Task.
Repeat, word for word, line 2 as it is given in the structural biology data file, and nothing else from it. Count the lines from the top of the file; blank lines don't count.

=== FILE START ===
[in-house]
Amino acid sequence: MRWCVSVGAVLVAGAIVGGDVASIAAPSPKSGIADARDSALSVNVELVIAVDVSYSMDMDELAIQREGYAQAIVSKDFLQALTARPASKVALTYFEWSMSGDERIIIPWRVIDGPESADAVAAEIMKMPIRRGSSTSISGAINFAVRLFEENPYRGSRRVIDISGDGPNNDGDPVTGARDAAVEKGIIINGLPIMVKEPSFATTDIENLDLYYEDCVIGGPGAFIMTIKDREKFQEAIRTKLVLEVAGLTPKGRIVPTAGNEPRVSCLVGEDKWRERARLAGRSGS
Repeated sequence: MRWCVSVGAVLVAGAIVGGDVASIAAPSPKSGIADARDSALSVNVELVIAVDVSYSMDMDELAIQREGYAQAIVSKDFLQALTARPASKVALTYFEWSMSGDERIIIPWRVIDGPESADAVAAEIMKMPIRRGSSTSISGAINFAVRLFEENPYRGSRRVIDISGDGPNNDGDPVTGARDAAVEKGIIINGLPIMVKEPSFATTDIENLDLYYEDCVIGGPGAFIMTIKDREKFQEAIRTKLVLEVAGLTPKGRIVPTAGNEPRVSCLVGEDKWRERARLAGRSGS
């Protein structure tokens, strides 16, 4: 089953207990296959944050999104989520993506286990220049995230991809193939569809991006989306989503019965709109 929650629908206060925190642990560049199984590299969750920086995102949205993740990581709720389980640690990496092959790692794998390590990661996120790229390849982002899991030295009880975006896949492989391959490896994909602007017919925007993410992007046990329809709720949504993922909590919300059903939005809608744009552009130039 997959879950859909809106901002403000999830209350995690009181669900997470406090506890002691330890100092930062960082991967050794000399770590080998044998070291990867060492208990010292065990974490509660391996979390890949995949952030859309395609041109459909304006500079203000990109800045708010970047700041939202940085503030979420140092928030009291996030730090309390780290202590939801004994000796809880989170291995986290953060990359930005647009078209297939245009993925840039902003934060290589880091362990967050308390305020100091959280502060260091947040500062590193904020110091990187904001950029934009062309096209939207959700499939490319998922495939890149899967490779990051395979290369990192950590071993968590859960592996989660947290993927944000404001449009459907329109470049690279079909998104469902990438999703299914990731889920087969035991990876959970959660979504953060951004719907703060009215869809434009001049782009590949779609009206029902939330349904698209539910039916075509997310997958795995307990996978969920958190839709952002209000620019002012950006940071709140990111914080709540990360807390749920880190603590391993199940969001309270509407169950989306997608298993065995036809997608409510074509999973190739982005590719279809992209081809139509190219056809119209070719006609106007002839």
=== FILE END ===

Amino acid sequence: MRWCVSVGAVLVAGAIVGGDVASIAAPSPKSGIADARDSALSVNVELVIAVDVSYSMDMDELAIQREGYAQAIVSKDFLQALTARPASKVALTYFEWSMSGDERIIIPWRVIDGPESADAVAAEIMKMPIRRGSSTSISGAINFAVRLFEENPYRGSRRVIDISGDGPNNDGDPVTGARDAAVEKGIIINGLPIMVKEPSFATTDIENLDLYYEDCVIGGPGAFIMTIKDREKFQEAIRTKLVLEVAGLTPKGRIVPTAGNEPRVSCLVGEDKWRERARLAGRSGS